24th Feb 2016

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Rescission – prompt notice of rescission must be given

Rescission is governed by Civil Code § 1691 and § 1693.  To effect a rescission, a party must promptly upon discovering the facts which entitle one to rescind give notice of rescission to the other party and restore or offer to restore everything of value which he or she has received from the other party under the contract.  [Dubeck v. California Physicians (2015) 234 Cal. App. 4th 1254, 1264 (health policy; insurer discovered after the policy was issued misrepresentations or concealed facts within the application; insurer elected to cancel, not rescind the policy thereby keeping all premiums paid which were more than the benefits paid; court held that rescission attempted 17 months after the policy was issued, after the insured sued for benefits, was waived;  reversed and remanded)]

Actual knowledge of a breach not essential to establish waiver

Actual knowledge of a breach of a policy provision is not essential to establish a waiver of a policy provision.  It is sufficient if the insurer has information which if pursued with reasonable diligence would lead to the discovery of the breach.  [Dubeck v. California Physicians (2015) 234 Cal. App. 4th 1254, 1267 (misrepresentations and omissions regarding health in the application discovered after the policy was issued; the insurer waited approximately 2 years before attempting to rescind)]  See § C87 CONSTRUCTIVE NOTICE [§ C87:1 In general]

Equivalent to knowledge

The Supreme Court has observed:  “The rule is well established that the means of knowledge is equivalent to knowledge, and that a party who has the opportunity of knowing the facts constituting the fraud of which he complains cannot be supine and inactive, and afterwards allege a want of knowledge that arose by reason of its own laches or negligence.”  [Barrera v. State Farm (1969) 71 Cal. 2d 769, fn. 7 (insurer failed to investigate auto application; rescission attempted after an accident by the insurer not permitted)]  See § I81 INVESTIGATE: DUTY OF INSURER – FIRST PARTY [§ I81:2.2.1].

Facts in application contradicted by other information

An insurer cannot rely on misrepresentations in an insurance application where the misrepresentations are contradicted by other information known to the insurer when it issued the policy.  [Rutherford v. Prudential (1965) 234 Cal. App. 2d 719, 733-734]  Facts known to an insurer puts the underwriter on notice that the application form is incomplete and inaccurate in material respects.  The right to information of material facts may be waived by neglect of the insurer to make inquiries as to such facts, where they are distinctly implied in other facts which information is communicated.  [Dubeck v. California Physicians (2015) 234 Cal. App. 4th 1254, 1268, discussing Rutherford]  See § A78 APPLICATION [§ A78:13.2].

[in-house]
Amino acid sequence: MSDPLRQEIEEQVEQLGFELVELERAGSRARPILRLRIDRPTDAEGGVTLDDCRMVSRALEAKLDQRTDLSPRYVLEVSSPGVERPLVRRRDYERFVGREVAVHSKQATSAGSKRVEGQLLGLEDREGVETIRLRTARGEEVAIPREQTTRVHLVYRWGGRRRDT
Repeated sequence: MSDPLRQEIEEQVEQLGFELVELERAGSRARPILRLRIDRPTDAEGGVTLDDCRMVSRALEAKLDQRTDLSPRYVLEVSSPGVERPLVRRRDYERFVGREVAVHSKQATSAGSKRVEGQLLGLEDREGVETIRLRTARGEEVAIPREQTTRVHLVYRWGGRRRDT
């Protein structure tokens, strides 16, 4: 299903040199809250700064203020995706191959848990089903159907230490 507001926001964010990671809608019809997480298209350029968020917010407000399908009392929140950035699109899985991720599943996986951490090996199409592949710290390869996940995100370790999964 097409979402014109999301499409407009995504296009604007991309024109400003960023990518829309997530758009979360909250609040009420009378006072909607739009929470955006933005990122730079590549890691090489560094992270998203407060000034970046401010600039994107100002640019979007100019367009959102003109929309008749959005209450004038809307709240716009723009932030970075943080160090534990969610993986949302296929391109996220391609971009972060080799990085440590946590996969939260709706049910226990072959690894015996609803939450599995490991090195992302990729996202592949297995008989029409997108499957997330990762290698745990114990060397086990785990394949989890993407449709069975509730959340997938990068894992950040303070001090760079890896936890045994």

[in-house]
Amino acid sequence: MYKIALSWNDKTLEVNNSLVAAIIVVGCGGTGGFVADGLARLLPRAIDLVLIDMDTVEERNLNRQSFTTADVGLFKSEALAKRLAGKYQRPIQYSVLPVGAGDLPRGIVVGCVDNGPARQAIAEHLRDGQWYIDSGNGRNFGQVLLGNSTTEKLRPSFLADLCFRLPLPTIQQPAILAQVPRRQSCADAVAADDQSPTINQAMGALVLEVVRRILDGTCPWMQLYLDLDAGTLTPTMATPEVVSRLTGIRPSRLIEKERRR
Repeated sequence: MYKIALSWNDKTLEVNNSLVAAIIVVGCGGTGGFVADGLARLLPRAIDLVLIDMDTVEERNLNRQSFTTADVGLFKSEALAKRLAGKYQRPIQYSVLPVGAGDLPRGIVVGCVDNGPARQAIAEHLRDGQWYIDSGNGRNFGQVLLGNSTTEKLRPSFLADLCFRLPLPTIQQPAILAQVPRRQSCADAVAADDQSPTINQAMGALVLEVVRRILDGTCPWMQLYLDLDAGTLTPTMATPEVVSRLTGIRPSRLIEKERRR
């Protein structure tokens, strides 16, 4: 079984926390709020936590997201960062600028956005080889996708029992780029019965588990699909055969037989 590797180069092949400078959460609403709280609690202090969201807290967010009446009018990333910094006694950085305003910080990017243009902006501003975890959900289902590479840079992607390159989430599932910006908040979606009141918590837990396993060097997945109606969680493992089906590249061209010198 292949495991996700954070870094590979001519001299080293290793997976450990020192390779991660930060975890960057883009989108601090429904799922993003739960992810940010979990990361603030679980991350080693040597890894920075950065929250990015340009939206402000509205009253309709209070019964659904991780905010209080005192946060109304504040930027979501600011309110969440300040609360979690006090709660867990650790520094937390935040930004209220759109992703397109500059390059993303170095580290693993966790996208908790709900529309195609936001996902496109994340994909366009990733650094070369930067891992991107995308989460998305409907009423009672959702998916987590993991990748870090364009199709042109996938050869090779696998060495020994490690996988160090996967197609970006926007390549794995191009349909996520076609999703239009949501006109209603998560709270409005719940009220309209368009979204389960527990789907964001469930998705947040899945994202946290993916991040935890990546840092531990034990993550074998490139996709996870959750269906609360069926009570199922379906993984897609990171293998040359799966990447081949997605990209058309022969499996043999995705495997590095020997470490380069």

After policy issued; lack of diligence

An insurer by ignoring information that will resolve the truthfulness of representation in an insured’s application at an early state is evidence of lack of diligence and thereby denying to the insurer the remedy of rescission.  [Dubeck v. California Physicians (2015) 234 Cal. App. 4th 1254, 1268 (insurer’s lack of diligence allowed appellant to incur substantial medical expense and dissuaded her from investigating availability of other insurance or government assistance)]  See § D41.03 DILIGENT SEARCH; DUTY OF INSURER [§ D41.03:1 In general]; § W1 WAIVER; § C87 CONSTRUCTIVE NOTICE; § A78 APPLICATION [§ A78:13.2].

Rescission and cancellation distinguished


If an insurer elects to rescind, the rescission is governed by Civil Code §§ 1691, 1693 requiring the insurer to promptly upon discovery of facts entitling rescission to (1) give notice of rescission and (2) promptly restore or offer to restore everything of value received under the contract.  [Dubeck v. California Physicians (2015) 234 Cal. App. 4th 1254, 1264-1265]  See generally § U11 UNDERWRITING [§ U11:2 Post-claims underwriting health insurance].  Failure to do so can give rise to a waiver by the insurer of the right to rescind.  [Dubeck v. California Physicians (2015) 234 Cal. App. 4th 1254, 1265-1266]


A cancellation can occur when the health insurer discovers misrepresentations and/or concealment of facts and decides not to seek a refund of any claims paid.  By doing so, the insurer does not restore or offer to restore premiums paid up to the date of cancellation.  [Dubeck v. California Physicians (2015) 234 Cal. App. 4th 1254, 1266]  Dubeck describes this distinction as follows:

“Had Blue Shield rescinded the policy it would have been required to return [to the insured] the premiums she had paid – which at the time exceeded the payment Blue Shield had expended for her medical care.  Instead it elected to cancel the policy, retaining the profit.”  See § C4.01 CANCELLATION OF HEALTH POLICY.

References in bold are to Mr. Cornblum’s legal text CALIFORNIA INSURANCE LAW DICTIONARY AND DESK REFERENCE (2015, 2016), published by ThomsonReuters (1-800-344-5008 to order 2015 3-Volume text – 2016 Edition available June 2016).

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